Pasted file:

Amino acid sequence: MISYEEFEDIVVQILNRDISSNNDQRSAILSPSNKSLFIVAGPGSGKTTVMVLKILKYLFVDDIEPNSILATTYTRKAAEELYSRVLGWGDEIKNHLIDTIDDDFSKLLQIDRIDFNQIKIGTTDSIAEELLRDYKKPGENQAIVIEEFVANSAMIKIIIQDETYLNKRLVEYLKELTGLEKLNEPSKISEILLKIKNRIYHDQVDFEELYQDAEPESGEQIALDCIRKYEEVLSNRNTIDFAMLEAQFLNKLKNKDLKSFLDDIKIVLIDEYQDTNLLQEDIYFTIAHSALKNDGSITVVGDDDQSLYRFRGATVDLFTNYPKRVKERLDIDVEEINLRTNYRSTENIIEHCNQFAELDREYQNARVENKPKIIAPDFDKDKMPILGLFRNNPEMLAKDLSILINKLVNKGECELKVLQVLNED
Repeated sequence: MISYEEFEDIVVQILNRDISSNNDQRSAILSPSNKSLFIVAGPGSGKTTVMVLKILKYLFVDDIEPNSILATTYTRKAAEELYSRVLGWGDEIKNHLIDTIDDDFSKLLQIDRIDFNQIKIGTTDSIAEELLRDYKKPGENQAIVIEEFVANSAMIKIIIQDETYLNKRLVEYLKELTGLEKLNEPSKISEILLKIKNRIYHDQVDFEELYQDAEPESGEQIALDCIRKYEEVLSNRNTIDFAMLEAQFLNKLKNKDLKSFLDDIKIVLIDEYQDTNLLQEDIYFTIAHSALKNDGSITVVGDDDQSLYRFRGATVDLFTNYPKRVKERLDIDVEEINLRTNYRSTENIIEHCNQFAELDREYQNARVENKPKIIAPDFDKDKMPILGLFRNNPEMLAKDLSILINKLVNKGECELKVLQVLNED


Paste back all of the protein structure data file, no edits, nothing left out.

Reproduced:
Amino acid sequence: MISYEEFEDIVVQILNRDISSNNDQRSAILSPSNKSLFIVAGPGSGKTTVMVLKILKYLFVDDIEPNSILATTYTRKAAEELYSRVLGWGDEIKNHLIDTIDDDFSKLLQIDRIDFNQIKIGTTDSIAEELLRDYKKPGENQAIVIEEFVANSAMIKIIIQDETYLNKRLVEYLKELTGLEKLNEPSKISEILLKIKNRIYHDQVDFEELYQDAEPESGEQIALDCIRKYEEVLSNRNTIDFAMLEAQFLNKLKNKDLKSFLDDIKIVLIDEYQDTNLLQEDIYFTIAHSALKNDGSITVVGDDDQSLYRFRGATVDLFTNYPKRVKERLDIDVEEINLRTNYRSTENIIEHCNQFAELDREYQNARVENKPKIIAPDFDKDKMPILGLFRNNPEMLAKDLSILINKLVNKGECELKVLQVLNED
Repeated sequence: MISYEEFEDIVVQILNRDISSNNDQRSAILSPSNKSLFIVAGPGSGKTTVMVLKILKYLFVDDIEPNSILATTYTRKAAEELYSRVLGWGDEIKNHLIDTIDDDFSKLLQIDRIDFNQIKIGTTDSIAEELLRDYKKPGENQAIVIEEFVANSAMIKIIIQDETYLNKRLVEYLKELTGLEKLNEPSKISEILLKIKNRIYHDQVDFEELYQDAEPESGEQIALDCIRKYEEVLSNRNTIDFAMLEAQFLNKLKNKDLKSFLDDIKIVLIDEYQDTNLLQEDIYFTIAHSALKNDGSITVVGDDDQSLYRFRGATVDLFTNYPKRVKERLDIDVEEINLRTNYRSTENIIEHCNQFAELDREYQNARVENKPKIIAPDFDKDKMPILGLFRNNPEMLAKDLSILINKLVNKGECELKVLQVLNED